The big accomplishment was what we made outside the talk when we had a spare hour with our breadboards and jumper wires! I snagged an enthusiast from the crowd and we (mostly he…) created the classic Jeopardy Buzzer game where each contestant goes for their buzzer and the first to press the button wins. Here’s the final product in all its Borg-like glory.
My main contribution was connecting my Arduino camera control to get action shots as the contestants dashed for their buttons.
If we look close at this picture (probably my favorite) you can see that the contestant on the right has no respect for the fragility of the board. He wants to win, so he goes at the board with this whole palm. No hunting for the actual button, JUST CRUSH IT!
Hopefully we showed that with an hour and a handful of parts, you can create some really fun hardware. Don’t expect to change the world, but hopefully you’ll get a few smiles. And as we can see from some of these shots, we did get quite a few smiles.
While I was chatting, Carlos was building. He built 95% of the buzzer game, and even included actual audible buzzers. He deserves all the credit for the success of the buzzer game. To hear about his sweet Arduino-controller turbocharger, check out Carlos’s blog, The coding patch.
Thanks to Pratik for letting us set up shop on the AtlJS booth. In about 10 seconds we had it covered with breadboards, wires, and bent up LEDs. Without the booth space, none of that would have been possible.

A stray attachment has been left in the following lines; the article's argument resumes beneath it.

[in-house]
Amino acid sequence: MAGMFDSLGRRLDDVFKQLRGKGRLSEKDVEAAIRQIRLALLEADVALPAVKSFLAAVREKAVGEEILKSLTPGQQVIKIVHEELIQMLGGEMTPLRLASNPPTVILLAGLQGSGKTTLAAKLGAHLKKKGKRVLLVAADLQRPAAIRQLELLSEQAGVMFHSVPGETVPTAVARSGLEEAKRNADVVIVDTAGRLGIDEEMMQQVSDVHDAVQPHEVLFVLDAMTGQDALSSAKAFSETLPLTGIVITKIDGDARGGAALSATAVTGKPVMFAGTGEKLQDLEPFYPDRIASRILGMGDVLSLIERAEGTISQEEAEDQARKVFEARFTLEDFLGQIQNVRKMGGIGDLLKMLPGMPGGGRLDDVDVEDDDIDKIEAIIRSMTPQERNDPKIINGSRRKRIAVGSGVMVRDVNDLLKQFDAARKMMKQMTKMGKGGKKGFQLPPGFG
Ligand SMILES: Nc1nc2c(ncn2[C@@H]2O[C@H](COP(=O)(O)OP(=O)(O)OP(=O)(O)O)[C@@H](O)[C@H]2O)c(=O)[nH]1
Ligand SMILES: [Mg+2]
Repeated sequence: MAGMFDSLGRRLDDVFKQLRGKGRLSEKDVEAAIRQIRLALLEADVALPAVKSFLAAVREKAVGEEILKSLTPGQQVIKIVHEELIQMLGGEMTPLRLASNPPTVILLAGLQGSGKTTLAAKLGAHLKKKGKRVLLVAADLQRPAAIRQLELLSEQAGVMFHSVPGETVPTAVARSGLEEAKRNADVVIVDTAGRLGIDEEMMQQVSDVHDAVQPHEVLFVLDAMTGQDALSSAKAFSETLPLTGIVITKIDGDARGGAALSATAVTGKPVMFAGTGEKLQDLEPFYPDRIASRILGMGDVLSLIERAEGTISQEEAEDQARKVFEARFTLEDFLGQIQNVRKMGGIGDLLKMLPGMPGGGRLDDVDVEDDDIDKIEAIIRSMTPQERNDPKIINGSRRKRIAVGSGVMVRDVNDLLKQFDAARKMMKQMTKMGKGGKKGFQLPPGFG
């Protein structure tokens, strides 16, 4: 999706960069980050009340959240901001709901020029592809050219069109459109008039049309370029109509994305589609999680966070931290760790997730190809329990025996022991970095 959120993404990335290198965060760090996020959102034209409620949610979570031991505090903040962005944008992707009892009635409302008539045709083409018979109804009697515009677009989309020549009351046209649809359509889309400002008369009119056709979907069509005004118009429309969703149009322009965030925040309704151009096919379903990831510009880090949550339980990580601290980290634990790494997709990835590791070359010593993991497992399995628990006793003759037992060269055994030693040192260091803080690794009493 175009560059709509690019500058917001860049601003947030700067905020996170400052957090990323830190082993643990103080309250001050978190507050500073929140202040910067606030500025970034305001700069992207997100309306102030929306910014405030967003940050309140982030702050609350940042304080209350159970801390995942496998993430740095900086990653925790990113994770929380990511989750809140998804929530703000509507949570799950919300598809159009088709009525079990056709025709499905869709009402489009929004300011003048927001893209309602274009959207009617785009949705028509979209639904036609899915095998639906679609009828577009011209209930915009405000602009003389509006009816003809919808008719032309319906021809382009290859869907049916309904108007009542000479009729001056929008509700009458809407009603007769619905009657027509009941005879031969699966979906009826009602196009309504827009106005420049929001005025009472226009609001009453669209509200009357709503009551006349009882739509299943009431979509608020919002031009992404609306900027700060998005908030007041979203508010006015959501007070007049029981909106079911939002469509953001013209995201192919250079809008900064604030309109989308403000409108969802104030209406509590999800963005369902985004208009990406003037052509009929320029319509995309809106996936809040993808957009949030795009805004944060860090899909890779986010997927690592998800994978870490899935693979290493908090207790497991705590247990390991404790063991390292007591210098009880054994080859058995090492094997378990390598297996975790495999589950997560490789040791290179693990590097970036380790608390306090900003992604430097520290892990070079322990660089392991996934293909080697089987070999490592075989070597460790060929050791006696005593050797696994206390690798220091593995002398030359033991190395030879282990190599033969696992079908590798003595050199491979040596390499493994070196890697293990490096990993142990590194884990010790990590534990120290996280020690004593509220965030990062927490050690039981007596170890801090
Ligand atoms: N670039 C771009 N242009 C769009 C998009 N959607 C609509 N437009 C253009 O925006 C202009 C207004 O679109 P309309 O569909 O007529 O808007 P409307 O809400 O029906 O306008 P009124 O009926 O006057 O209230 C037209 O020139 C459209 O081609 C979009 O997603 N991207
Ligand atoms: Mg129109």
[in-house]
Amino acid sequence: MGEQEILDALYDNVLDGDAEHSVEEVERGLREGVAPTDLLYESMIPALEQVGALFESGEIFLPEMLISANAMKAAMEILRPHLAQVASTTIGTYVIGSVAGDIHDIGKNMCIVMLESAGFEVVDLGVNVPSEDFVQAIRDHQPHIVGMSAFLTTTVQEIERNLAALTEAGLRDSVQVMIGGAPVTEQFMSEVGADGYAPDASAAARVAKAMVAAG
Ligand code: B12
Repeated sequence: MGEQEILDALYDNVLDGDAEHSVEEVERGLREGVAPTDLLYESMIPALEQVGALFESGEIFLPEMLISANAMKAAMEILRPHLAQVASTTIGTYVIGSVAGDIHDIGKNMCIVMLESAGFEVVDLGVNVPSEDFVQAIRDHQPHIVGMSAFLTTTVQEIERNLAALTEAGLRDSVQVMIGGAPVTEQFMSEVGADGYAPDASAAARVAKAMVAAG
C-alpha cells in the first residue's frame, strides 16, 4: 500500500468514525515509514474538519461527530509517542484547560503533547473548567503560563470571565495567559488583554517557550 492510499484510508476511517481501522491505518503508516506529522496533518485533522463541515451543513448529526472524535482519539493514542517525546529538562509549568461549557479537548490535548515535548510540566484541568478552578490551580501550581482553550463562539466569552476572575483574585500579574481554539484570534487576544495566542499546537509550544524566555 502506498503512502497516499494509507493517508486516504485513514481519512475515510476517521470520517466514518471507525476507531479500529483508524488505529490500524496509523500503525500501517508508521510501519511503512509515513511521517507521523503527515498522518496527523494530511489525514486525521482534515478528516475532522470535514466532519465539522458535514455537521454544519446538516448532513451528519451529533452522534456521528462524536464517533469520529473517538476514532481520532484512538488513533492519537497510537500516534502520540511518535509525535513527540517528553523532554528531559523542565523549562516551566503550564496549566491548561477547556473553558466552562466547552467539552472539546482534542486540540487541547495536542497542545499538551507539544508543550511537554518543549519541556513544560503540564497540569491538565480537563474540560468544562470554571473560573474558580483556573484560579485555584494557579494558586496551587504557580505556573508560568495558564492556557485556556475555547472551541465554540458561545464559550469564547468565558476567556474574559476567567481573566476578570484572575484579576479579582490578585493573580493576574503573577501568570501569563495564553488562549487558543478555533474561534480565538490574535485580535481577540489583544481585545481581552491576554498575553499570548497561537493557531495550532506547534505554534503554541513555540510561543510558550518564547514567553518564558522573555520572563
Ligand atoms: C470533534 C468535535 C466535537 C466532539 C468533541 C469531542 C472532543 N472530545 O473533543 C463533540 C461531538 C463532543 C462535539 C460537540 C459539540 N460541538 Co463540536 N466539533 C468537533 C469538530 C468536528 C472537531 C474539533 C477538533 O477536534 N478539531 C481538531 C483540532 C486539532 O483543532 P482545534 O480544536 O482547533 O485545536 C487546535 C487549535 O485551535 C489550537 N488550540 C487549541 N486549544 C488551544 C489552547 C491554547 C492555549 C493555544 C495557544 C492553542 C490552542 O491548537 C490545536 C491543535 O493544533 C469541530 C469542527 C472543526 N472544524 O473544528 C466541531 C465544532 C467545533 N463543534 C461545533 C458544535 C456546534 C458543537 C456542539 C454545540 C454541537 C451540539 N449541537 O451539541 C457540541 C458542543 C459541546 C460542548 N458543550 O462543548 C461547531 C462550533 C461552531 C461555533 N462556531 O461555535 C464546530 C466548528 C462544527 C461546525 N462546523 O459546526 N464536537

Contestants / Victims
A big thanks to everyone who bravely reached into a mess of wires to press an unknown button. That shows a lot of trust in your fellow human beings!
Sparkfun sent me a lot of the parts that we used to build the game. Everything you need to build your next project is just a click away on Sparkfun!
I’ve uploaded my slides from the talk here, so feel free to check them out. 2 warnings, however:
- The slides are intended to just remind me to chatter a bit. Without me there to narrate, there’s not much here.
- Keynote has trouble exporting my code examples for some reason. Luckily, in this case they’re very simple. Just do a quick search for “Arduino LED blink” or “Johnny Five LED blink” and you’ll find what you need.
All the rest of the photos are available in my Flickr album. Feel free to take them and use as you please.
Libraries/Tools In the Slides
- Arduino – Where you can go to learn about the underlying board and language.
- Johnny Five – Library for controlling your Arduino from Node.
- Cylon – Another Library for controlling your Arduino from Node.
- pi-gpio – Control the Raspberry Pi GPIO from Node.
- rpi-gpio – Control the Raspberry Pi GPIO from Node, plus support for callbacks and async.
- onoff – Control the Raspberry Pi GPIO from Node, with support for async and interrupts.